Bringing back earmarks could grease the wheels for getting bills passed
No one is saying keep the current tax code: Americans want to keep more of their paychecks
As I have traveled around my home district in Georgia this year, I have spoken with countless families and business owners about what I can do to represent them in Washington. I always get a wide range of responses, but not one person has ever asked me to preserve the tangle of loopholes and complexities we call a tax code. Instead, Georgians tell me they want to keep more of their hard-earned paychecks and benefit from a growing economy that encourages success rather than punishing it.
As a member of the House Budget Committee, I also know how critical tax reform is to fix our nation's most pressing issue: an ever-growing debt burden we will leave behind for our children and grandchildren.
While we certainly need to address drivers of our debt, like mandatory spending programs, we cannot solve our budgetary challenges without meaningful economic growth. And the best way to promote sustained economic growth and set us on a path to restoring our fiscal health is comprehensive tax reform.
America should be the most competitive place in the world to do business, but, right now, everything about our tax code tells American companies to take their dollars and their jobs overseas. Instead our tax code should incentivize American companies to keep their investments in the United States to grow our economy and create jobs here at home.
That's why we will significantly lower the corporate tax rate and focus on the transition to a territorial tax system that will put U.S. companies on equal footing with their counterparts around the world.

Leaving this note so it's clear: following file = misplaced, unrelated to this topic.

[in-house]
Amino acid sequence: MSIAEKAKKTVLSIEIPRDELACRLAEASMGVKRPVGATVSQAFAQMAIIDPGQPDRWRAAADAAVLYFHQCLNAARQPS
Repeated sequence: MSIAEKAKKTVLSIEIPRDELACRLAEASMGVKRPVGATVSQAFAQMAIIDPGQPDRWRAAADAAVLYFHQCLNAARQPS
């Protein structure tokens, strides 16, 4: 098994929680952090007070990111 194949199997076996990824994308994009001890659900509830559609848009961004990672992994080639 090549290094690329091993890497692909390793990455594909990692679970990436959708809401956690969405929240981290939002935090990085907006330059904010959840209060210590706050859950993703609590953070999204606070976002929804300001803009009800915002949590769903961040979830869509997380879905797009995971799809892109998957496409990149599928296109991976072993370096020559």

We are also focused on lifting the tax burden on every day Americans who are working hard to support their families. I am optimistic that under our plan all Americans will see lower rates and a simplified filing process and will benefit from a thriving economy.
This goal is well within our grasp, despite the doubt cast by the media or our Democratic colleagues. Consensus takes time, and the president and members of the House and the Senate have worked tirelessly to craft legislation that benefits all America.
I want to emphasize that this has been an inclusive process. Even as a freshman congressman, my voice has been heard by leaders in the House and the White House.
In these discussions, it has become increasingly clear that the first thing we must do to kick-start this process is pass the conservative budget my colleagues and I crafted and passed out of the Budget Committee this summer. This blueprint not only puts tax reform on sure footing, it also balances our budget in ten years and calls for much needed mandatory spending savings.
The people of Georgia's 3rd District sent me to Washington to get results, not to get caught up in a game of political hot potato. It's time for us to come together and act to get our economy growing and make sure Americans can keep more of their hard-earned money. Everyone will benefit from a larger paycheck and a stronger economy, and I am confident that my colleagues and I can get the job done.
Ferguson represents Georgia's 3rd District.